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How teenage embarrassment inspired me to help other women

After suffering from urinary tract infections, intimate care expert Monica Nakata wants to open the dialogue around personal wellness

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Melanie Macleod
Wellness Editor
March 20, 2024
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When I first became sexually active, I found myself in unbearable pain and after discovering blood in my urine, I was convinced I was dying.

I was terrified that I had done something wrong to deserve it and I felt shame and confusion. I was too embarrassed to see my GP, and there was no Dr. Google back then.

I eventually made an emergency appointment with my gynaecologist, and it turned out I had a urinary tract infection (UTI), which felt very embarrassing at the time.  


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Monica Nakata wants to banish the taboo surrounding UTIs

After that traumatic experience, I made a pact with myself to gain a greater understanding of my body. I was lucky enough not to experience another UTI until much later in life, unlike some women who will undergo recurring UTIs throughout their lifetime.

Despite the fact that one in three women suffer from UTIs and up to 40% experience recurrence that can lead to serious medical issues and hospitalisation, there is little understanding of the health issue - and I want to remedy this.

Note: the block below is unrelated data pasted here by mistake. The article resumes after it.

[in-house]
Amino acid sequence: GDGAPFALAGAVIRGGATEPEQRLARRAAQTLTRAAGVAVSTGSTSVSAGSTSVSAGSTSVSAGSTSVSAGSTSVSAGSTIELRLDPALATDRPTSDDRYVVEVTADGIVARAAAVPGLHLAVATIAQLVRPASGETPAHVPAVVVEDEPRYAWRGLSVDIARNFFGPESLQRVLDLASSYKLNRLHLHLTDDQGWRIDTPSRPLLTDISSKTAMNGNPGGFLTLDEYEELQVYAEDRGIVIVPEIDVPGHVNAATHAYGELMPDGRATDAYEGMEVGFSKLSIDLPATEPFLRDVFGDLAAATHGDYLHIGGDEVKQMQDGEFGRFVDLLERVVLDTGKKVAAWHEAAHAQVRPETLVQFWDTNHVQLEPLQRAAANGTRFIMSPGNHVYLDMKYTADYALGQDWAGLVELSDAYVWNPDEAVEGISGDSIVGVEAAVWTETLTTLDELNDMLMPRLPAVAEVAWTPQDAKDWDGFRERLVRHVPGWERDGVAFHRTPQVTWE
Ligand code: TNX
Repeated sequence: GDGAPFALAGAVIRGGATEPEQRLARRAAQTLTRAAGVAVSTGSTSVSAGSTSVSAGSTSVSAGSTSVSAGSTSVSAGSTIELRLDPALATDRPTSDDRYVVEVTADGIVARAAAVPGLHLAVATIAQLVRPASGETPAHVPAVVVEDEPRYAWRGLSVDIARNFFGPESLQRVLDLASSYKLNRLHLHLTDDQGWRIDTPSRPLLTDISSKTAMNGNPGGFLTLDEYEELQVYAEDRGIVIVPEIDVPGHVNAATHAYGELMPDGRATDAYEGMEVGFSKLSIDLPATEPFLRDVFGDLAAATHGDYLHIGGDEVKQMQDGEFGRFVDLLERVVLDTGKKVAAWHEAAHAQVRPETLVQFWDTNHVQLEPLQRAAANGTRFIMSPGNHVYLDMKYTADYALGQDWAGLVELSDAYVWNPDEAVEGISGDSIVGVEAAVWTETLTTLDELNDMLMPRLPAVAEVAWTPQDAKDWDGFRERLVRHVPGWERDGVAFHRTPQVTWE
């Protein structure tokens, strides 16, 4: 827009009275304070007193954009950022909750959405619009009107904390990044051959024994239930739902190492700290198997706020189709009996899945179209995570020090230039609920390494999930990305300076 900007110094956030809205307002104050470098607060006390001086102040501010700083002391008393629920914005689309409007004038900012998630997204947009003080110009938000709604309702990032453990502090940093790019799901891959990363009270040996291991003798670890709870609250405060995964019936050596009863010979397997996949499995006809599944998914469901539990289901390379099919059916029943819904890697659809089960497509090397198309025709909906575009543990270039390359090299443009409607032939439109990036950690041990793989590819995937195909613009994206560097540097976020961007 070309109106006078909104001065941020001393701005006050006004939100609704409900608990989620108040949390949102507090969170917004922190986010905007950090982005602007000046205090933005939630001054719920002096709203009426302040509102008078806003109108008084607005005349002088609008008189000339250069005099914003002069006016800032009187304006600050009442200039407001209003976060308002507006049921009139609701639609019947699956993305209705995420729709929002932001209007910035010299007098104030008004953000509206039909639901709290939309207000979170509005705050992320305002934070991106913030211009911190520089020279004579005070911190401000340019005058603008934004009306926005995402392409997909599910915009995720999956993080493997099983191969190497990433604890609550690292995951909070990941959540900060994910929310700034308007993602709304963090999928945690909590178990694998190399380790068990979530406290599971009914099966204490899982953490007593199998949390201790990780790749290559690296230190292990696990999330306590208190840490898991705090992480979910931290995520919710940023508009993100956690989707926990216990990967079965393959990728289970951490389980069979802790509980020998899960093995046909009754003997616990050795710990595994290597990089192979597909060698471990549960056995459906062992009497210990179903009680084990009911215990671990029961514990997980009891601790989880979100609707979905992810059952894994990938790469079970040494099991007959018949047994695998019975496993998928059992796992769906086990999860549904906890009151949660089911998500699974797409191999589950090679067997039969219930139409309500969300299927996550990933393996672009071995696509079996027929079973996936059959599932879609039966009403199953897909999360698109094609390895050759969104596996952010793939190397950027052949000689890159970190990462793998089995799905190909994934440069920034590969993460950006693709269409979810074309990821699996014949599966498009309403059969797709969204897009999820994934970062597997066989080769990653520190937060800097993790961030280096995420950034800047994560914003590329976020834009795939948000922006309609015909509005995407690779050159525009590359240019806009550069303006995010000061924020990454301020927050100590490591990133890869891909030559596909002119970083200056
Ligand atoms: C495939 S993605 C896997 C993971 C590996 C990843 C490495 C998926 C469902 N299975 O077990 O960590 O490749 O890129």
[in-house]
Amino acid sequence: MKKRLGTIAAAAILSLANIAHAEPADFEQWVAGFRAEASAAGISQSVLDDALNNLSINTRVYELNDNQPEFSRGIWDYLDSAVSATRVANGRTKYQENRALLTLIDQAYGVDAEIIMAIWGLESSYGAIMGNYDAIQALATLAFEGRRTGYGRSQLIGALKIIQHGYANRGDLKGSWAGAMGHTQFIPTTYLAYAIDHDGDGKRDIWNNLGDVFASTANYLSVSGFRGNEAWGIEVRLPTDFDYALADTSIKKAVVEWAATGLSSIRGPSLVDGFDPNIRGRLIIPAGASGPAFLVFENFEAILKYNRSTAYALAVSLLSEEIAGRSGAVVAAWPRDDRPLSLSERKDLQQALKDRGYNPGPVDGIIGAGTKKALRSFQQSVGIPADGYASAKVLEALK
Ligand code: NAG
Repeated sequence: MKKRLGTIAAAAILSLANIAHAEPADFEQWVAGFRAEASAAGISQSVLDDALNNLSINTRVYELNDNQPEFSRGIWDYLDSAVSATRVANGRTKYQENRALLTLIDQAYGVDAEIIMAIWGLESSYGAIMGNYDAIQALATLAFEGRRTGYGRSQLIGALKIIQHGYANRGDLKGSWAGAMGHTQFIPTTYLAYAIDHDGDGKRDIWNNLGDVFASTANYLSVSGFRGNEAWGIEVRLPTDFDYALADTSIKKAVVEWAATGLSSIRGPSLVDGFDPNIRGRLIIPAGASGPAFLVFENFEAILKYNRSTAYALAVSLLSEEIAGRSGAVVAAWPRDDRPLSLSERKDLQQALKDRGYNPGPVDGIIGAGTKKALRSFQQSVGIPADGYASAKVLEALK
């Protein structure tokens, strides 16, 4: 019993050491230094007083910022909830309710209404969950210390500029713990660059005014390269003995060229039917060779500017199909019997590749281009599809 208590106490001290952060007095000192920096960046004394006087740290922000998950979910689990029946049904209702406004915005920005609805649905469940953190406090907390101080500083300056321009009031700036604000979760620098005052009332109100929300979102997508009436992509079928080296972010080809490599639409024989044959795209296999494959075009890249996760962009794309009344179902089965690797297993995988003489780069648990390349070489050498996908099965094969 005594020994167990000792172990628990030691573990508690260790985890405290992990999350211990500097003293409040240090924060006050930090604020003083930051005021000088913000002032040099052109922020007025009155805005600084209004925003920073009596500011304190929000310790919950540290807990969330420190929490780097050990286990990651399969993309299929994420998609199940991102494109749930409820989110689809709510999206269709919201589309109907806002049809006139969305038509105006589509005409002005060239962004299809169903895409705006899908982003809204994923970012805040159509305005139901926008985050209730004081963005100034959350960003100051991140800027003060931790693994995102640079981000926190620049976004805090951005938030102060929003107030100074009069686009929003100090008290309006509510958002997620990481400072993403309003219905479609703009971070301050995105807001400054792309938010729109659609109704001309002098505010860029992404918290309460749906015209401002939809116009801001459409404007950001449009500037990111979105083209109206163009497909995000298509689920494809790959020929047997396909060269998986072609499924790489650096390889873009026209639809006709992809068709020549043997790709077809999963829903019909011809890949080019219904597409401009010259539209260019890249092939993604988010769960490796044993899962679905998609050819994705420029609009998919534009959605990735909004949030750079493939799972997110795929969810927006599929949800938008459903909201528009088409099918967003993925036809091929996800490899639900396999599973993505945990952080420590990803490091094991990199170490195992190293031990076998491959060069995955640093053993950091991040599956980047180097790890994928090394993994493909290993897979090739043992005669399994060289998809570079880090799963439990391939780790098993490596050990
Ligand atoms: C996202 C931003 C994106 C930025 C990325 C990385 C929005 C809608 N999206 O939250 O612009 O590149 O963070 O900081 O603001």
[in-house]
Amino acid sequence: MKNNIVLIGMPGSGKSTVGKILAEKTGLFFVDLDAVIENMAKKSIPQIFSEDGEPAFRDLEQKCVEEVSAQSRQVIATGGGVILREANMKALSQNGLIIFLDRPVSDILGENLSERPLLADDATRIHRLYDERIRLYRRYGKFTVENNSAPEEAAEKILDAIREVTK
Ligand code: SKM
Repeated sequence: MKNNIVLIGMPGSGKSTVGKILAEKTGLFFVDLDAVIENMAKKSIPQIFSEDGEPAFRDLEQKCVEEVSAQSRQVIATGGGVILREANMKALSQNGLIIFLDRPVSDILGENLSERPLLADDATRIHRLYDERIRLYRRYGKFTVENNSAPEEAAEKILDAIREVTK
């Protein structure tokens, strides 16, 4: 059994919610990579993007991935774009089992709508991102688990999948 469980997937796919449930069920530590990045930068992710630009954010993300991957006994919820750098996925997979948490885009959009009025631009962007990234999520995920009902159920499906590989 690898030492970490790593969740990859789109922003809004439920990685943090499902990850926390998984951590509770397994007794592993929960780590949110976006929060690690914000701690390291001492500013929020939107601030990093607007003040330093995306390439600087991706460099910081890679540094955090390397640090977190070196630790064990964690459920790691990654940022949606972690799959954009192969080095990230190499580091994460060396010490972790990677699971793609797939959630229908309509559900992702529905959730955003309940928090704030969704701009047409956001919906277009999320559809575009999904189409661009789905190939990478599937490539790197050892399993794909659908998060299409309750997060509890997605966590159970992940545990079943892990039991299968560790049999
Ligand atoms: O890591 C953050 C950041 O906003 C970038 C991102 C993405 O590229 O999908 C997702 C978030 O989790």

UTIs often evoke feelings of shame, reflecting societal taboos surrounding bodily functions and sexuality. This shame is compounded by misconceptions, particularly when young women's first experiences with UTIs coincide with their initial sexual encounters. This can lead to confusion and embarrassment alongside the discomfort and stigma associated with the condition.

 READ: I thought urinary incontinence was something I had to put up with 

The societal silence surrounding UTIs can have detrimental effects on mental health and self-esteem, leaving us to suffer in silence due to a lack of resources and support.

 A lack of understanding

There is a lack of education and understanding around UTIs, not enough open dialogue and lots of stigmas around sexual health.

UTIs can affect women at any age or stage of life from pregnancy to menopause and beyond. In pregnancy, changes in the body can increase the risk of getting a UTI, including changes to the urine and immune system.

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Gentil wants to end the taboo around intimate care products

We need to promote accurate information and education. By creating a supportive and inclusive environment, we can empower women to seek help and manage their UTIs effectively, ultimately improving their overall health and wellbeing.

Making a change

Determined to open up the conversation, I set up Gentil to encourage and empower women to take control of their health, helping them feel confident talking about issues such as UTIs. 

Gentil sells intimate wash and supplements in stylish packaging, and I hope that the pleasing-to-the-eye products will help make users feel more comfortable incorporating it into their daily routine.

When people comment on how beautiful the bottles are, it makes me feel proud that Gentil is part of creating positive dialogue and destigmatising sexual wellness. As a result, we help women make positive changes in their lives. And as a result, we truly have something to celebrate! 

 My goal is not only to help women make positive changes in their lives but also to create beautifully designed products that can sit seamlessly alongside luxury products in your bathroom, vanity or anywhere else.

Visit HELLO!'s Out Loud Hub for more taboo-busting stories.

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